On one level, it’s no big deal that Bhoomi is a second-rate film. As it is, we make enough bad films here. It’s bigger crime, however, is the sheer insensitive and irresponsible manner in which it handles a serious and delicate subject like rape.
There’s practically nothing that Bhoomi has going for it as it takes you back to the worst of the 1980s when vigilante films like Insaaf Ka Tarazu (1980) and Zakhmi Aurat (1988) hid behind the guise of being films on ‘women’s issues.’ These exploitative films caused far more harm to the very social themes they seemed to address rather than help them. One knows just how tough it is for a woman in India who is raped to get justice right from filing the FIR, to being mentally raped in court, to the ridiculously low percentage of actual convictions, and finally, to being just allowed to live her life. Bhoomi treats these scenes so shoddily, typically and superficially that it makes you gag. And merely making reference to current affairs in the country (one of the men involved is a minor) doesn’t give the film any extra depth or any sort of perceptive outlook on director Omung Kumar’s part.
The film is sloppily written. The self-conscious ‘filmi-cute’ scenes between shoemaker father, Sanjay Dutt, and his wedding planner daughter, Aditi Rao Hydari, or the unfunny drunken ones between Dutt and his tourist guide buddy, Shekhar Sumar, don’t help in creating the necessary empathy for the good guys while the baddies are your usual cardboard caricatures. The mediocrity, lack of subtlety, and the worst tropes of mainstream Indian cinema come through rather strongly as for instance, the camera revels on Sunny Leone’s mud-covered body in the crassly designed item number in a film that is supposed to be sensitive to women and their bodies. Even the bit where where the various women take a stand against their menfolk seems tokenism at best in a narrative that drags on and on, making you highly aware of each of its 130-odd minutes running time before ending with a climax that is bizarre to say the least.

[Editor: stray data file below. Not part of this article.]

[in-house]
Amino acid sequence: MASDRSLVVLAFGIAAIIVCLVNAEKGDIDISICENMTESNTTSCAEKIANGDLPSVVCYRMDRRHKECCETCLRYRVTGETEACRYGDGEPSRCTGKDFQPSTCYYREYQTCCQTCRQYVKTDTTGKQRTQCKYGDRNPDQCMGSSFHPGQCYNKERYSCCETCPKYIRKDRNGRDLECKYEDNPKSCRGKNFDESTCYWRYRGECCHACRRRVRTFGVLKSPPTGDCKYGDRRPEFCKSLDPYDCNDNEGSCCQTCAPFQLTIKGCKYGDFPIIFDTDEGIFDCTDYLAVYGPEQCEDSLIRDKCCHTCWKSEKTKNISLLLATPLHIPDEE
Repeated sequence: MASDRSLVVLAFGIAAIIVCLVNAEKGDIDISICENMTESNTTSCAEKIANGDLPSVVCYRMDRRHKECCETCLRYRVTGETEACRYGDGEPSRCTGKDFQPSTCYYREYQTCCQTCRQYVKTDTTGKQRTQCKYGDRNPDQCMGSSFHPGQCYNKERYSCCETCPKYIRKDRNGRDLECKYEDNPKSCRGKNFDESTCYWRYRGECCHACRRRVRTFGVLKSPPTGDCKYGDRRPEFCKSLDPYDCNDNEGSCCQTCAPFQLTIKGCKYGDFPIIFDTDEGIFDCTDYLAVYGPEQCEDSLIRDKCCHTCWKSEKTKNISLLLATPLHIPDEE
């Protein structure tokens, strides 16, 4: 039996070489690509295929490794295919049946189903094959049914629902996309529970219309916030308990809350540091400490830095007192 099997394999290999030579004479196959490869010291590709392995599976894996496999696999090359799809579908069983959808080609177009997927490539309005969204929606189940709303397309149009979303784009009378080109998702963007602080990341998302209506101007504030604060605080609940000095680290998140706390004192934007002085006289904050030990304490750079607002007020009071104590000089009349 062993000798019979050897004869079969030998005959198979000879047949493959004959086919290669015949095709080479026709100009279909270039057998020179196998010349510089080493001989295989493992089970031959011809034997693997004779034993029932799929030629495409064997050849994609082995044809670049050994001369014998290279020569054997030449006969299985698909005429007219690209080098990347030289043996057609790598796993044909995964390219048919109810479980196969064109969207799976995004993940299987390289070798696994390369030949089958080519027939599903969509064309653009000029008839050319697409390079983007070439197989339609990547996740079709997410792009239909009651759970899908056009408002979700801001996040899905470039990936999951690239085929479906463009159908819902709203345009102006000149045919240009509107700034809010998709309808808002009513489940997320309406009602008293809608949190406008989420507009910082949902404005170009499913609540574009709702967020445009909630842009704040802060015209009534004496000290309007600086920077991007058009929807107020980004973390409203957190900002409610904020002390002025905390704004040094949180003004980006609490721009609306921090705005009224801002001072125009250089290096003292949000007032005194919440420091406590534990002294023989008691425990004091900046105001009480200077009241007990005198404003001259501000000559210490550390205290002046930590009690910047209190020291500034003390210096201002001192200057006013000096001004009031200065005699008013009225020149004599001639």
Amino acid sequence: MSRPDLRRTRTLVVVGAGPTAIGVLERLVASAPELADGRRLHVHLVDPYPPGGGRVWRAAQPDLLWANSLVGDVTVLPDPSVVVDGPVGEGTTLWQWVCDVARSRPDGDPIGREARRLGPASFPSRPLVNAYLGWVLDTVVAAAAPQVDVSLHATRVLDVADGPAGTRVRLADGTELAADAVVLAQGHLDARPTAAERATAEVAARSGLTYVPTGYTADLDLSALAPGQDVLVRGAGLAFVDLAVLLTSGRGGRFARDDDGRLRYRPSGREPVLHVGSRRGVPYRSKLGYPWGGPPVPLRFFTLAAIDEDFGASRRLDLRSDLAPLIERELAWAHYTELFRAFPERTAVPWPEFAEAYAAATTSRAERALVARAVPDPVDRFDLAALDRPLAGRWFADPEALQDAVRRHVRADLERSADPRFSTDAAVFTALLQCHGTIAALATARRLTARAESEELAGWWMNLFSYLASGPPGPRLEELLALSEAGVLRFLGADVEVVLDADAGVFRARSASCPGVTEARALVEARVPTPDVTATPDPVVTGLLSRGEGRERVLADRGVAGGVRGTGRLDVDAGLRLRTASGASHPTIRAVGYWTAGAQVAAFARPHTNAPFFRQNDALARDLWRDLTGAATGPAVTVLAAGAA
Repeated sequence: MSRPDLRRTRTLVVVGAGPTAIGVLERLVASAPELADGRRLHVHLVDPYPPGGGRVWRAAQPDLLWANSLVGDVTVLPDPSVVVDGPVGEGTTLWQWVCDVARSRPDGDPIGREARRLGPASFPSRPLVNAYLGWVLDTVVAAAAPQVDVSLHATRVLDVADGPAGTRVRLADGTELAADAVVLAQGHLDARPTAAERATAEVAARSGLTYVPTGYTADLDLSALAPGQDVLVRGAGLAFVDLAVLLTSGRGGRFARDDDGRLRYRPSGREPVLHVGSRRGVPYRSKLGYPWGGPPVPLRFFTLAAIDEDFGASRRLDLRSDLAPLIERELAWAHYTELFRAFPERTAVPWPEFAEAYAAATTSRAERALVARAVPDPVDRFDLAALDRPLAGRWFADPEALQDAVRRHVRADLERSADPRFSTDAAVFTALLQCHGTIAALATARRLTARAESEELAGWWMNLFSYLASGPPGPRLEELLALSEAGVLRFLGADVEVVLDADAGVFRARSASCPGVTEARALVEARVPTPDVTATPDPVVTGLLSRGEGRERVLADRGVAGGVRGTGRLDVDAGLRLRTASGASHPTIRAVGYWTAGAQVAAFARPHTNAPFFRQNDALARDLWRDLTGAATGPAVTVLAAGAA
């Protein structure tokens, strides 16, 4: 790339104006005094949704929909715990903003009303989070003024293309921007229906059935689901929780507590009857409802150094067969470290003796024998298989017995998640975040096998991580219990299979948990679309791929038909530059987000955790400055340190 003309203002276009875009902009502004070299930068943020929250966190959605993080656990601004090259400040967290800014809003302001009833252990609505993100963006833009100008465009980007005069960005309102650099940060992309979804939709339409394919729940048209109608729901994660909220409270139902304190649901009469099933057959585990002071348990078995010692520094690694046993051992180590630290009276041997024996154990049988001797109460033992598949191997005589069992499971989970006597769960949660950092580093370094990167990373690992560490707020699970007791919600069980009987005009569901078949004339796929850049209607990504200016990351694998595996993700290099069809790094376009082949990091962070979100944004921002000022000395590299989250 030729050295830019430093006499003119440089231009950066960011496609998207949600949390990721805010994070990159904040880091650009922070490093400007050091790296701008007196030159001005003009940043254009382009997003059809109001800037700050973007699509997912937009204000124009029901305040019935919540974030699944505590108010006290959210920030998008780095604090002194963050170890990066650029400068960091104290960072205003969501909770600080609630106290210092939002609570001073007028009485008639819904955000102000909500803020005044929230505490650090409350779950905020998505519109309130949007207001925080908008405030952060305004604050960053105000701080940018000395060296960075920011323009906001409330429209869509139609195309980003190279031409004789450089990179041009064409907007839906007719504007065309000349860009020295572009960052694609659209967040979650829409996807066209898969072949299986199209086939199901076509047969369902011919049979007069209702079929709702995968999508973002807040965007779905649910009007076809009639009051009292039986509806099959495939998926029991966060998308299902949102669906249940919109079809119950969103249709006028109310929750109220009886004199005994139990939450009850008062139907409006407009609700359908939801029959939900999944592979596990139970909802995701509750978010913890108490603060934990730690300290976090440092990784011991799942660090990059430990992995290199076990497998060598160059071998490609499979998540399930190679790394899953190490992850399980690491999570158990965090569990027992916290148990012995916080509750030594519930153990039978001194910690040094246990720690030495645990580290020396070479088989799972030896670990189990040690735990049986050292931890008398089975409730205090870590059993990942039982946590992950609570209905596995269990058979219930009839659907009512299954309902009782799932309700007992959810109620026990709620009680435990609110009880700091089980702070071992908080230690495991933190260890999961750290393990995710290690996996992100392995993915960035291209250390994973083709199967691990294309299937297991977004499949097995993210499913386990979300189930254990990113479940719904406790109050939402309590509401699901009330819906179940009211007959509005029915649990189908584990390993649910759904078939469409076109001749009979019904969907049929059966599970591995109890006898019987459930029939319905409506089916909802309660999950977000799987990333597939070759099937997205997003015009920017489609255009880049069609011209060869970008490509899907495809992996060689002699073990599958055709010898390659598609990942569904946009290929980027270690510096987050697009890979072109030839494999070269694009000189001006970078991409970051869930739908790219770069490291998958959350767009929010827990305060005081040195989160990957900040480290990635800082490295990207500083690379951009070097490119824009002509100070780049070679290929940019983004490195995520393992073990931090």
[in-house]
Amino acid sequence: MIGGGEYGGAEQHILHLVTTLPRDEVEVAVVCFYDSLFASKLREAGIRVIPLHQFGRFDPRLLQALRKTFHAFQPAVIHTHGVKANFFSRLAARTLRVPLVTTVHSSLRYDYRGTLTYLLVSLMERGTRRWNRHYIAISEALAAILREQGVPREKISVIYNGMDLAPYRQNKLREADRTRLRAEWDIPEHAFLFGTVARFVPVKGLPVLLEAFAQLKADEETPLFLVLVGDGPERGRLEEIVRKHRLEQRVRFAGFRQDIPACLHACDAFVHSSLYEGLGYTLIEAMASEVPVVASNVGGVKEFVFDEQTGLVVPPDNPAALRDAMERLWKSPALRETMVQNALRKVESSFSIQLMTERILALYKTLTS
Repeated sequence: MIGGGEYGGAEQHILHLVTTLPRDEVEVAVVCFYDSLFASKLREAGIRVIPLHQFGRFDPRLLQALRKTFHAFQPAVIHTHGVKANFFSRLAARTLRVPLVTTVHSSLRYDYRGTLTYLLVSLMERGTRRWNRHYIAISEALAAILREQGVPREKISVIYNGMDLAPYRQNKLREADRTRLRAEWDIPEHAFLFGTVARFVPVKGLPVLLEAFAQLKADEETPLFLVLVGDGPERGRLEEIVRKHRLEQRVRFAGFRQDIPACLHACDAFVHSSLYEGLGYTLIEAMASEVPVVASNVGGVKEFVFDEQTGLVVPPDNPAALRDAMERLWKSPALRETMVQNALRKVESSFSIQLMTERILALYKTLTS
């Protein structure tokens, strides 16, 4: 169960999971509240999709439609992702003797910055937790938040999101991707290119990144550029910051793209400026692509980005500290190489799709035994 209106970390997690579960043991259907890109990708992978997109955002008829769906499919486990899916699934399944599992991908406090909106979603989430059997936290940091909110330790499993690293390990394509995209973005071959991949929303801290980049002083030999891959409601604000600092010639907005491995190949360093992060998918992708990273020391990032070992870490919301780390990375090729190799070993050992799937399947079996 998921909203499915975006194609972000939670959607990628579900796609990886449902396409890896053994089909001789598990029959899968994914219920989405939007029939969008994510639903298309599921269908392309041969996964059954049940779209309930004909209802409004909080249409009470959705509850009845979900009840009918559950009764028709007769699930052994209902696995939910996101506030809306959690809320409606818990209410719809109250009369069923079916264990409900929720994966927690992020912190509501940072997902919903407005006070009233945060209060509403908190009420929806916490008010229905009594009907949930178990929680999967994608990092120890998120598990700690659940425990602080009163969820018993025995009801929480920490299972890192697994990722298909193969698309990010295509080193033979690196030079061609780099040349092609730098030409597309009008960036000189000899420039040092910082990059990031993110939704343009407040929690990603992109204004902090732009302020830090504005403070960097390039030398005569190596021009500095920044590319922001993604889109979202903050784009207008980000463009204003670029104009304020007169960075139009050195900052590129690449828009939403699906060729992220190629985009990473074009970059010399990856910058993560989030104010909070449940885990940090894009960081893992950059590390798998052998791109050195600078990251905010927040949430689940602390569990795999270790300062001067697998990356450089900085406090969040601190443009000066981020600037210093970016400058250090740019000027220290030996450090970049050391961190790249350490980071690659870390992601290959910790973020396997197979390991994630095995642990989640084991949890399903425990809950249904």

The performances too can’t save the film. Aditi Rao Hyadari, playing the title role, is sincere but insipidly weak, often defeated by the script. It’s painfully apparent that it’s beyond the capability of the film to credibly handle her psyche and mental make up post the rape. Sanjay Dutt, admittedly, has his odd moments as the anguished father turned avenging angel but that’s really it, definitely needing a better film for his big ‘comeback’. Incidentally, what is with playing vigilantes in these revenge dramas where they bring their children’s rapists to book that attracts older stars returning to the silver screen? We had Raveena Tandon in Maatr, Sridevi in Mom and now Dutt here.
There’s little to talk about the technicalities. The biggest liabilities are Ismail Darbar’s loud, unrelenting background score and the on-location filming. Bhoomi fails to capture the spirit or essence of Agra, where it is set, merely reinforcing the stereotype that Agra is little more than the Taj, shoes and its translucent sweet, the petha.
All in all, highly avoidable.
Hindi, Action, Drama, Color